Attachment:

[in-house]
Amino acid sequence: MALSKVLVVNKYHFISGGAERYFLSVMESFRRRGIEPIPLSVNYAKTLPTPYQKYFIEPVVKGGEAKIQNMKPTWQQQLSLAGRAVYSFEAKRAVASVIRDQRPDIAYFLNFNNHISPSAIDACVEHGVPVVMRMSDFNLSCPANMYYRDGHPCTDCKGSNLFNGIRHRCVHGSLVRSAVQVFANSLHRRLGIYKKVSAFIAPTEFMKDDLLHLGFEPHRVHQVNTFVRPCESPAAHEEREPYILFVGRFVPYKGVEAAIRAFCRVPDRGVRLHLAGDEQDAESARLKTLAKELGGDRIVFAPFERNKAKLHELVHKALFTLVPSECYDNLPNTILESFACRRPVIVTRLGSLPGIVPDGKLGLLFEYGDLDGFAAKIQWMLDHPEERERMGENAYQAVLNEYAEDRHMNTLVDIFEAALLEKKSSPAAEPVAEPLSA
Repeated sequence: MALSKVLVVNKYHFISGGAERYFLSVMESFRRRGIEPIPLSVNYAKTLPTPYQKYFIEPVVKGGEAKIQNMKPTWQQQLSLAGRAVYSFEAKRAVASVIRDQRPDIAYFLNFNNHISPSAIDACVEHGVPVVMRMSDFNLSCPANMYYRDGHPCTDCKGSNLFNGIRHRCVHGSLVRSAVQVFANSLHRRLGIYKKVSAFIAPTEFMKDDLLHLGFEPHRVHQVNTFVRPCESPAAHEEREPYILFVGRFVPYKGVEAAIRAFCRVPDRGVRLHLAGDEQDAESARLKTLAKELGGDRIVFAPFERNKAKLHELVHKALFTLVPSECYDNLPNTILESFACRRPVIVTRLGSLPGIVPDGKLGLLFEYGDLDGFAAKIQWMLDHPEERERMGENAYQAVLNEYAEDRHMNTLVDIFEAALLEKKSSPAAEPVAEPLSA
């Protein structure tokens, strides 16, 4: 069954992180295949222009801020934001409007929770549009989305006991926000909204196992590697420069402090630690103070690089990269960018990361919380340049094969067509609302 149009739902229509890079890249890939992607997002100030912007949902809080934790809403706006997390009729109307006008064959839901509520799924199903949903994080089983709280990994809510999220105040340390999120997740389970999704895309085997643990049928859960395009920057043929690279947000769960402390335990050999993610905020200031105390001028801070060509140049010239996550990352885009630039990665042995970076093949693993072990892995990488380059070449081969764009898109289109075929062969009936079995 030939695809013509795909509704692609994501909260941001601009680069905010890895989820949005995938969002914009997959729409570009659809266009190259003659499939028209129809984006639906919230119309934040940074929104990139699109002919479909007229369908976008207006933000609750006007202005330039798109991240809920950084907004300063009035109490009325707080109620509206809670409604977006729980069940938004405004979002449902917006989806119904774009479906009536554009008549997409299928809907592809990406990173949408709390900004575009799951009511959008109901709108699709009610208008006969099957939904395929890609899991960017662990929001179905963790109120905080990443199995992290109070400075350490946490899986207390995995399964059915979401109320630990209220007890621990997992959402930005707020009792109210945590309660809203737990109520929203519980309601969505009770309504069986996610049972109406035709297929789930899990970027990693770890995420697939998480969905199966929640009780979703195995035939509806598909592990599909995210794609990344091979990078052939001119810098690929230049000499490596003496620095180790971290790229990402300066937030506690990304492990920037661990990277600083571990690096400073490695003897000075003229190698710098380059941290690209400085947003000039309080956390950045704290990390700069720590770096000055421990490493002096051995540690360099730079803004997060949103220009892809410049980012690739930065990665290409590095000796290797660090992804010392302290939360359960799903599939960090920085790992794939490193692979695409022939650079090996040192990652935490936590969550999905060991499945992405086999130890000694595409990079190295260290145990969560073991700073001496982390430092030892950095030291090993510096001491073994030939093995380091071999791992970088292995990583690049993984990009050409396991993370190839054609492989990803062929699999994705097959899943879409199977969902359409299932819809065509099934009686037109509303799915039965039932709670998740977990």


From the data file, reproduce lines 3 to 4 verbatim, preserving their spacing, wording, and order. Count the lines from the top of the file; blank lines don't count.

Repeated sequence: MALSKVLVVNKYHFISGGAERYFLSVMESFRRRGIEPIPLSVNYAKTLPTPYQKYFIEPVVKGGEAKIQNMKPTWQQQLSLAGRAVYSFEAKRAVASVIRDQRPDIAYFLNFNNHISPSAIDACVEHGVPVVMRMSDFNLSCPANMYYRDGHPCTDCKGSNLFNGIRHRCVHGSLVRSAVQVFANSLHRRLGIYKKVSAFIAPTEFMKDDLLHLGFEPHRVHQVNTFVRPCESPAAHEEREPYILFVGRFVPYKGVEAAIRAFCRVPDRGVRLHLAGDEQDAESARLKTLAKELGGDRIVFAPFERNKAKLHELVHKALFTLVPSECYDNLPNTILESFACRRPVIVTRLGSLPGIVPDGKLGLLFEYGDLDGFAAKIQWMLDHPEERERMGENAYQAVLNEYAEDRHMNTLVDIFEAALLEKKSSPAAEPVAEPLSA
């Protein structure tokens, strides 16, 4: 069954992180295949222009801020934001409007929770549009989305006991926000909204196992590697420069402090630690103070690089990269960018990361919380340049094969067509609302 149009739902229509890079890249890939992607997002100030912007949902809080934790809403706006997390009729109307006008064959839901509520799924199903949903994080089983709280990994809510999220105040340390999120997740389970999704895309085997643990049928859960395009920057043929690279947000769960402390335990050999993610905020200031105390001028801070060509140049010239996550990352885009630039990665042995970076093949693993072990892995990488380059070449081969764009898109289109075929062969009936079995 030939695809013509795909509704692609994501909260941001601009680069905010890895989820949005995938969002914009997959729409570009659809266009190259003659499939028209129809984006639906919230119309934040940074929104990139699109002919479909007229369908976008207006933000609750006007202005330039798109991240809920950084907004300063009035109490009325707080109620509206809670409604977006729980069940938004405004979002449902917006989806119904774009479906009536554009008549997409299928809907592809990406990173949408709390900004575009799951009511959008109901709108699709009610208008006969099957939904395929890609899991960017662990929001179905963790109120905080990443199995992290109070400075350490946490899986207390995995399964059915979401109320630990209220007890621990997992959402930005707020009792109210945590309660809203737990109520929203519980309601969505009770309504069986996610049972109406035709297929789930899990970027990693770890995420697939998480969905199966929640009780979703195995035939509806598909592990599909995210794609990344091979990078052939001119810098690929230049000499490596003496620095180790971290790229990402300066937030506690990304492990920037661990990277600083571990690096400073490695003897000075003229190698710098380059941290690209400085947003000039309080956390950045704290990390700069720590770096000055421990490493002096051995540690360099730079803004997060949103220009892809410049980012690739930065990665290409590095000796290797660090992804010392302290939360359960799903599939960090920085790992794939490193692979695409022939650079090996040192990652935490936590969550999905060991499945992405086999130890000694595409990079190295260290145990969560073991700073001496982390430092030892950095030291090993510096001491073994030939093995380091071999791992970088292995990583690049993984990009050409396991993370190839054609492989990803062929699999994705097959899943879409199977969902359409299932819809065509099934009686037109509303799915039965039932709670998740977990």